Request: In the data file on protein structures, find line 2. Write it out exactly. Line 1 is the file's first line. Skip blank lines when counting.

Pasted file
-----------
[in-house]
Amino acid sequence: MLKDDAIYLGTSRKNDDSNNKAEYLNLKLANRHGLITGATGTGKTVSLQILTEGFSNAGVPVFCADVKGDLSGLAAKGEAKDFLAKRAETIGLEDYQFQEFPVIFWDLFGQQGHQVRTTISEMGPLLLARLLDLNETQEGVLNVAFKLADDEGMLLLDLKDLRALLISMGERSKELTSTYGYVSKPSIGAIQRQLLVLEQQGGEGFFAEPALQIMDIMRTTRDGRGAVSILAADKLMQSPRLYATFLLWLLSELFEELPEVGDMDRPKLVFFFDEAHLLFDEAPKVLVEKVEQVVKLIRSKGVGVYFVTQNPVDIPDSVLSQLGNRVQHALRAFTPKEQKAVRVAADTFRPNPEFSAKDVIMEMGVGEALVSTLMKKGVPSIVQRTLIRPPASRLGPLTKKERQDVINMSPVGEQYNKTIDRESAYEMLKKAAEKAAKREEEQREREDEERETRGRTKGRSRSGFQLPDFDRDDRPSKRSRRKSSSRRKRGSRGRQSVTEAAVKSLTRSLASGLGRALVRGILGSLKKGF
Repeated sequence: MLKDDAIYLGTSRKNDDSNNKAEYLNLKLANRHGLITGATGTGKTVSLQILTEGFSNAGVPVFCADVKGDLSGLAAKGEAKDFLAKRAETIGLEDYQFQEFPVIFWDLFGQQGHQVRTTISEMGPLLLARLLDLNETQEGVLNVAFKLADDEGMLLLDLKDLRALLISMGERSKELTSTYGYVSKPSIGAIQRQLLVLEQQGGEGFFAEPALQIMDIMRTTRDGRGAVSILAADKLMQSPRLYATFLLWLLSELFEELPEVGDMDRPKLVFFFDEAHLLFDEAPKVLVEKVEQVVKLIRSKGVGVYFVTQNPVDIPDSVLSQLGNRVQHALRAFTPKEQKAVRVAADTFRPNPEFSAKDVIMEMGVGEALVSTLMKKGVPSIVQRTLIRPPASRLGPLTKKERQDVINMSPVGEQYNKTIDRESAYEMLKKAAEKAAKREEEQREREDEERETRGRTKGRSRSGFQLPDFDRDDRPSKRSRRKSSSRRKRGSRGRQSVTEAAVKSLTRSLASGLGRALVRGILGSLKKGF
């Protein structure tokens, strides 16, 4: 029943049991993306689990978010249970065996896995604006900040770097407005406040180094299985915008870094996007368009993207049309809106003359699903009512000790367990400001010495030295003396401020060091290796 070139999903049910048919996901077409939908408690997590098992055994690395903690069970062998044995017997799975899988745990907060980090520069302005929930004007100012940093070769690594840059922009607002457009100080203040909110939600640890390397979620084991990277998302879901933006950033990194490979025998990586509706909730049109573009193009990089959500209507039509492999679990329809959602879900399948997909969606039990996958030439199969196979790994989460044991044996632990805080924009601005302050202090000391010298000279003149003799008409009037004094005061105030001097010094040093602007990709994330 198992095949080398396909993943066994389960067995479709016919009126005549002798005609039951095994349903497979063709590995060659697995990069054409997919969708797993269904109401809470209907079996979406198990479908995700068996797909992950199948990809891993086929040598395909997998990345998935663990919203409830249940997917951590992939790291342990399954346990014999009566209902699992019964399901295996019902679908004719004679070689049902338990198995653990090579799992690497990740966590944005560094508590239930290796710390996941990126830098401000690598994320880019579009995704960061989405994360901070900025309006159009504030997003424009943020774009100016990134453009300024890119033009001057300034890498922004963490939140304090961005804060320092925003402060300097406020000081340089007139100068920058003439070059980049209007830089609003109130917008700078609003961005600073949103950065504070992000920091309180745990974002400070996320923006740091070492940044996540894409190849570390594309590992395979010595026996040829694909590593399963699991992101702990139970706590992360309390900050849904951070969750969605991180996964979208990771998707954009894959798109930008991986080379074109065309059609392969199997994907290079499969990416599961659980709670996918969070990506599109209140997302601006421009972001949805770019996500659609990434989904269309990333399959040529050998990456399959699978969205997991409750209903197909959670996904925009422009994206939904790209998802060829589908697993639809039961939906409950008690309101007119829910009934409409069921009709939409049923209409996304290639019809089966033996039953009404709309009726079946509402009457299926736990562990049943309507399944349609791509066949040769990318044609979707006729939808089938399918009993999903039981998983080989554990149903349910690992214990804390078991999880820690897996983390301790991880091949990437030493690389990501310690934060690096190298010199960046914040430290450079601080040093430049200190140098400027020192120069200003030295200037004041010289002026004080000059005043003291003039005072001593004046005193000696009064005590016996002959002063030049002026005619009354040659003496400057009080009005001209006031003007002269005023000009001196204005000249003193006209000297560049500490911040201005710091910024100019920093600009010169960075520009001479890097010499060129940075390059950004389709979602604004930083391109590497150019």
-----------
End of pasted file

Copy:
Amino acid sequence: MLKDDAIYLGTSRKNDDSNNKAEYLNLKLANRHGLITGATGTGKTVSLQILTEGFSNAGVPVFCADVKGDLSGLAAKGEAKDFLAKRAETIGLEDYQFQEFPVIFWDLFGQQGHQVRTTISEMGPLLLARLLDLNETQEGVLNVAFKLADDEGMLLLDLKDLRALLISMGERSKELTSTYGYVSKPSIGAIQRQLLVLEQQGGEGFFAEPALQIMDIMRTTRDGRGAVSILAADKLMQSPRLYATFLLWLLSELFEELPEVGDMDRPKLVFFFDEAHLLFDEAPKVLVEKVEQVVKLIRSKGVGVYFVTQNPVDIPDSVLSQLGNRVQHALRAFTPKEQKAVRVAADTFRPNPEFSAKDVIMEMGVGEALVSTLMKKGVPSIVQRTLIRPPASRLGPLTKKERQDVINMSPVGEQYNKTIDRESAYEMLKKAAEKAAKREEEQREREDEERETRGRTKGRSRSGFQLPDFDRDDRPSKRSRRKSSSRRKRGSRGRQSVTEAAVKSLTRSLASGLGRALVRGILGSLKKGF